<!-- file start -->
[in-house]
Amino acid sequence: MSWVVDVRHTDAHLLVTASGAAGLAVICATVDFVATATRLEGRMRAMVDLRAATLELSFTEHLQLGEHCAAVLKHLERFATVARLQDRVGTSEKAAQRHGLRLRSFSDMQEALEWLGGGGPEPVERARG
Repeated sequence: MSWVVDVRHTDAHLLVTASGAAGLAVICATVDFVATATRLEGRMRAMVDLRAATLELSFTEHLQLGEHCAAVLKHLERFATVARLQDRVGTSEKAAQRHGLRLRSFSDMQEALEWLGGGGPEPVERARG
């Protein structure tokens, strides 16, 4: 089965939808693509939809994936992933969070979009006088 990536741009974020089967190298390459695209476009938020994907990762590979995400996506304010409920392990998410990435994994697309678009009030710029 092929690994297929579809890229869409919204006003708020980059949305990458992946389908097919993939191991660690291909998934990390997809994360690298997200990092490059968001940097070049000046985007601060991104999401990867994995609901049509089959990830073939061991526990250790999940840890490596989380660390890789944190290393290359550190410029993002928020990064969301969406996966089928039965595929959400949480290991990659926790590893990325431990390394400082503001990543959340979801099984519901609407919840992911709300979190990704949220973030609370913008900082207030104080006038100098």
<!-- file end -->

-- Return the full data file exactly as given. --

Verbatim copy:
[in-house]
Amino acid sequence: MSWVVDVRHTDAHLLVTASGAAGLAVICATVDFVATATRLEGRMRAMVDLRAATLELSFTEHLQLGEHCAAVLKHLERFATVARLQDRVGTSEKAAQRHGLRLRSFSDMQEALEWLGGGGPEPVERARG
Repeated sequence: MSWVVDVRHTDAHLLVTASGAAGLAVICATVDFVATATRLEGRMRAMVDLRAATLELSFTEHLQLGEHCAAVLKHLERFATVARLQDRVGTSEKAAQRHGLRLRSFSDMQEALEWLGGGGPEPVERARG
């Protein structure tokens, strides 16, 4: 089965939808693509939809994936992933969070979009006088 990536741009974020089967190298390459695209476009938020994907990762590979995400996506304010409920392990998410990435994994697309678009009030710029 092929690994297929579809890229869409919204006003708020980059949305990458992946389908097919993939191991660690291909998934990390997809994360690298997200990092490059968001940097070049000046985007601060991104999401990867994995609901049509089959990830073939061991526990250790999940840890490596989380660390890789944190290393290359550190410029993002928020990064969301969406996966089928039965595929959400949480290991990659926790590893990325431990390394400082503001990543959340979801099984519901609407919840992911709300979190990704949220973030609370913008900082207030104080006038100098």